Writing newsletters is something I think I need to be perfect at. Because of this desire for perfection I get caught up, pulled back, and held down in my own muck and mire of wanting to shine. I often wonder why I suffer from this perfection complex when I get wonderful feedback from unexpected people saying how much they love my newsletters and appreciate what I share. But, like millions of others, I am plagued with the perfection complex and the positive feedback never seems to be quite enough to cure that.

I know where my need to be perfect comes from and although I have done my family of origin work, my issue of needing to get things just right and to always do things perfectly still lingers with me. At times this can be helpful as it pushes me to do a better job when perfection is a priority, but more often that not, having to be perfect blocks my creative flow and hinders me from sharing information with you that might be beneficial.

Perfection can stop us from getting started on things because we think that what we want to accomplish needs to be a perfect end result, before we’ve even begun the first step! We spin ourselves out of control, avoid our project like the plague, get paralyzed, and then stop pursuing whatever is was that was so important because we convince ourselves that if it’s not perfect, it’s not worth it. Then we become stressed, anxious and maybe even depressed because we are stagnant in our work. Not moving towards what we want produces a constriction that leads to mental paralysis and overwhelming procrastination.

What if there were another way? What if things didn’t need to be perfect? What if the idea of “perfect” didn’t haunt you when your creative juices get flowing? What if you could get your mindset to believe that doing anything towards your getting your project started or finished would be better than doing nothing at all? And, what if you could imagine that perfection doesn’t really exist?

Well, perfection does not exist. Period. How can it? Who would have the ultimate say that something is perfect? Perfection is a figment of all of our imaginations, and it is different in each of our minds. It is a curious thing when you consider it, because how can so many of us be caught up in the concept of perfection when there really is no such thing? It’s easy. I believe that our hard-wired instinct to always remain safe creates our fear. If we don’t do or avoid something that may take us out of our comfort zone, we can remain safe and avoid the risk of imperfection. But we are dynamic people and our true potential is waiting for us through the wall of fear. Once we decide to dive into something head first with no perfection expectations, we can surprise even ourselves with talent.

The problem with staying safe is that we have limited or slow personal growth. We are afraid of being imperfect, but most of all we are afraid of others thinking of us as imperfect. Living life to the fullest requires us to risk imperfection. If you decide to take the first step and push past those fears of “perfection” and stop procrastinating on that project you know you could nail if you could just get started, life will reward you beautifully.

Take a moment and picture what your life could be like if you weren’t held up by your need to be perfect. How might you be living your life to the fullest? Just imagine all that you could do and be…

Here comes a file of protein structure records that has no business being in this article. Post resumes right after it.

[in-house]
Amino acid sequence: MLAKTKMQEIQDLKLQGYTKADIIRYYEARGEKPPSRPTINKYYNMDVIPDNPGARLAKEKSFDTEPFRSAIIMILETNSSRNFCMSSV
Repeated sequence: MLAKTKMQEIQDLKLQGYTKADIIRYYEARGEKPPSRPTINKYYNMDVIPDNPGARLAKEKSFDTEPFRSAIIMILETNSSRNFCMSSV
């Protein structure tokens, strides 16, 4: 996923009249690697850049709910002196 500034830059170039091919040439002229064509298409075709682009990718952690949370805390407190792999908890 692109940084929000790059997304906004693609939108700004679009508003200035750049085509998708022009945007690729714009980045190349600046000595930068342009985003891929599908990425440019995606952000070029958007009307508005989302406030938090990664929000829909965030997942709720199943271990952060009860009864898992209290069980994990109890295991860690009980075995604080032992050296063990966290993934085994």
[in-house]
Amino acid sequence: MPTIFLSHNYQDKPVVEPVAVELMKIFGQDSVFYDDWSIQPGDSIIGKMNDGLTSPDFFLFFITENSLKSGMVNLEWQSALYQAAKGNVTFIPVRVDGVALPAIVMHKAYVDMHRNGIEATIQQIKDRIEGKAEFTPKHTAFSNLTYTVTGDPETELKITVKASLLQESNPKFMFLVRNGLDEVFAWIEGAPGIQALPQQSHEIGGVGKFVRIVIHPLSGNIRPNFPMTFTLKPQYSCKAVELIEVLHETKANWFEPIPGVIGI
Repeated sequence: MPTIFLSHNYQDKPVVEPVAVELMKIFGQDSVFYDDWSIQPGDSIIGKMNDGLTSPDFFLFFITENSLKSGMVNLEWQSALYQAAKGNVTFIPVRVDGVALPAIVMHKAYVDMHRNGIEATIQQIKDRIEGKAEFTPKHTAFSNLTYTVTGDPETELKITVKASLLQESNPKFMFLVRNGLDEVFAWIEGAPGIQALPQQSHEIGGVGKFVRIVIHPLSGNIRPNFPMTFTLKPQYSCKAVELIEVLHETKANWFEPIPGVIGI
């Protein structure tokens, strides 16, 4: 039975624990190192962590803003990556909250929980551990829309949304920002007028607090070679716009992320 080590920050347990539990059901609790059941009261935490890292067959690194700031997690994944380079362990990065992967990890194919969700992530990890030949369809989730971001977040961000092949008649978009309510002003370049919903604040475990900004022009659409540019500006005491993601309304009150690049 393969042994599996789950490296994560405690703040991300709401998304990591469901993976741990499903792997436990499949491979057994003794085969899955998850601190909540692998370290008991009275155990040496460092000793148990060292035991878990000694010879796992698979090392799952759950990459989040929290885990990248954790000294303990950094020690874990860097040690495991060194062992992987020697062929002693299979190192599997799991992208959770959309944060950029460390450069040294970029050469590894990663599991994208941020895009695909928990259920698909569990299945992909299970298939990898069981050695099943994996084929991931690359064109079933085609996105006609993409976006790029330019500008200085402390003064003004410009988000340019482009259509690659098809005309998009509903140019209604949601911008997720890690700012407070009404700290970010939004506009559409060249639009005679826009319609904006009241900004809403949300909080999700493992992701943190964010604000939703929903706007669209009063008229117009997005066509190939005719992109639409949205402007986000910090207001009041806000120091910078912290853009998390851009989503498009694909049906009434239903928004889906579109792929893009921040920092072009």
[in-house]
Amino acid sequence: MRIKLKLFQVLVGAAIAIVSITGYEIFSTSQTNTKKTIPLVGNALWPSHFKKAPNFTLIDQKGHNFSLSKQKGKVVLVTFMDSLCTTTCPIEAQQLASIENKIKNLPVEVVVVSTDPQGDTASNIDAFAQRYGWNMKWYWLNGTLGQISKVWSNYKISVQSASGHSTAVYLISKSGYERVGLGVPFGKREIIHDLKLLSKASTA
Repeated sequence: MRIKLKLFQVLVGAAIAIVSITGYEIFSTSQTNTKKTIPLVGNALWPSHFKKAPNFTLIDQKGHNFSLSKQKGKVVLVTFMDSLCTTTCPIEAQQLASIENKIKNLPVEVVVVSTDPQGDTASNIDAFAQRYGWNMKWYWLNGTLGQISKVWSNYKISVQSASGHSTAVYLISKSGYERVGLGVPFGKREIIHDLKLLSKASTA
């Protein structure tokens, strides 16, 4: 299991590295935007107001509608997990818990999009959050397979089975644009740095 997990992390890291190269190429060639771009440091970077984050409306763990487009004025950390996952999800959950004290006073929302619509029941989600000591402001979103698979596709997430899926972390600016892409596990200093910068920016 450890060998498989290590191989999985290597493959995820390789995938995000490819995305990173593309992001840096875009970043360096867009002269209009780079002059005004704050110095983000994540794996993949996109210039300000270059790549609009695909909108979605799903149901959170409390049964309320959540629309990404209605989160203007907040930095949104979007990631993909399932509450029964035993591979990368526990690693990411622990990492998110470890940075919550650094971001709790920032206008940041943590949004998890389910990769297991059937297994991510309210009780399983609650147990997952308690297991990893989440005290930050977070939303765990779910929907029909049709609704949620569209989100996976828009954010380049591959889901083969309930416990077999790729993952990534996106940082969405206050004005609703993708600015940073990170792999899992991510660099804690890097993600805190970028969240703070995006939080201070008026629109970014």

I know this newsletter isn’t perfect, and that’s okay. I’m proud of it because I felt focused and positive when I was writing it, I’m happy to have shared my concept of perfection with you, and I enjoyed pushing past my mental block to create something that I hope will help you in some way, whether it’s big or small.

Cheers to never being perfect and to always being proud!


20 Tips for Overcoming Perfection

1. Take a deep breath and bring yourself to the present moment.

2. Take as many breaths as you need until you can really get to the present moment (you aren’t going to get anywhere being outside yourself)!

3. Bring to mind what you want to do, create, or achieve and simply start by writing it down.

4. Start a vision board for your project, or create a virtual one on Pinterest.

5. Use all your senses to create in your mind and body what it is like to be doing this thing, e.g. see yourself and get a sense of yourself actually doing it; what do you hear? Notice if there are any associated smells or tastes.

6. What resources do you need? Make time to gather them.

7. Block out uninterrupted time to start your project.

8. Block out additional time to finish your project.

9. Do your BEST on the project and have FUN.

10. Start small. For example, do you love to draw but think you’re a bad artist? Set aside time to draw just for yourself.

11. Start on a small project that’s just for you. This will help you start projects that involve work, other people or have more riding on them.

12. When evaluating your work, start with the positive aspects, then comment on what could be improved upon.

13. Look for what is right, what is working, and what is good about your project.

14. Practice acceptance and non-judgment.

15. Make adjustments and corrections as you go.

16. Keep breathing and stay in the present moment.

17. Stay focused on your creation (not on perfection)!

18. Take breaks if you start to feel frustrated or don’t feel as if you’re progressing. Make sure you go back to finish.

19. Compliment yourself on what you have achieved.

20. Celebrate your projects and tell others about what you’ve achieved. Be proud of your work, it will show.

Eilise Ward